What about "No Money Down" Mortgages? Were they required by the CRA?<quoted text>
That is right, but an important aspect was the guy selling that mortgage did not care if it defaulted because he was going to sell it. Whether it was successful or failed did not matter to him.
The people that bought it from that seller didn't care because they bundled them up into securities. Mortgage based securities were selling like hotcakes & that created the demand for more mortgages. So it goes well beyond banks & well into investment houses. Companies like Standard & Poor then gave them AAA rating for the right price.
The buyers often knew they could not make the balloon payments. Many were hesitant but they were told that when the time came for the balloon payment that they could just remortgage at that time. But home values tumbled & they were all underwater.
So many were duped.
Now these types of mortgages were not CRA loans. So for all those out there screaming "CRA CRA", no. CRA loans were typically standard long term mortgages.
The regulators charged with enforcing the CRA praised the lowering of down payments and even their elimination. They told banks that lending standards that exceeded that of regulators would be considered evidence of unfair lending. This effectively meant that no money down mortgages were required.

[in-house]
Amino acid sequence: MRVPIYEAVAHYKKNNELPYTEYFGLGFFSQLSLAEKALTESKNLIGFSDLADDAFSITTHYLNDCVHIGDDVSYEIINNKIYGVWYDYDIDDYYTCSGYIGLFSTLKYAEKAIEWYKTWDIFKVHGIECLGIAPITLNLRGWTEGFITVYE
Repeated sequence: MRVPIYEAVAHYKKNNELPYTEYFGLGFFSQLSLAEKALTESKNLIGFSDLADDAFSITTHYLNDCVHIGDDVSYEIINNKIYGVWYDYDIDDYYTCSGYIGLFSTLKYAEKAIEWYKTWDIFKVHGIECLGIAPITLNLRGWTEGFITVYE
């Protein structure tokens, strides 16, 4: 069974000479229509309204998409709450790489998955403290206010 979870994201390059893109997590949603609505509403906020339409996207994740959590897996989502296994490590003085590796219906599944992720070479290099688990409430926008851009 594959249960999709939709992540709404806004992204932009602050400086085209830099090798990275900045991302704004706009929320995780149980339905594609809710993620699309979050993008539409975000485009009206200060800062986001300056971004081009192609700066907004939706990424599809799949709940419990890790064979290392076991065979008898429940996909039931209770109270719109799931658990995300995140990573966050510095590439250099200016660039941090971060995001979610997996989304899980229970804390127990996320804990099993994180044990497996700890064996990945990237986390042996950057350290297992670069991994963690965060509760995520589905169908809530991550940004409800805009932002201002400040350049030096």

A Treasury Department study published in 2000 found that the CRA had successfully lowered down payments not just for CRA loans, but for all mortgages.
Explain the shift in loan to value away from the traditional lending requirement of 80%
http://126.96.36.199/scholar?hl =en&lr=&safe=off&c lient=firefox-a&q=cache:pb Dlag9rnykJ:www.ustreas.gov/pre ss/releases/reports/crareport. pdf+securitization+%22communit y+reinvestment+act%22
Again, the regulators told banks that much higher LTVs was an appropriate way to meet the CRA obligations.
Regulators instructed banks to consider alternatives to traditional credit histories because CRA targeted borrowers often lacked traditional credit histories. The banks were expected to become creative, to consider other indicators of reliability.
Banks were expected by regulators to relax income requirements. Day labors and others often lack reportable income. Stated-income was a way of resolving the gap between actual income of borrowers and reported income.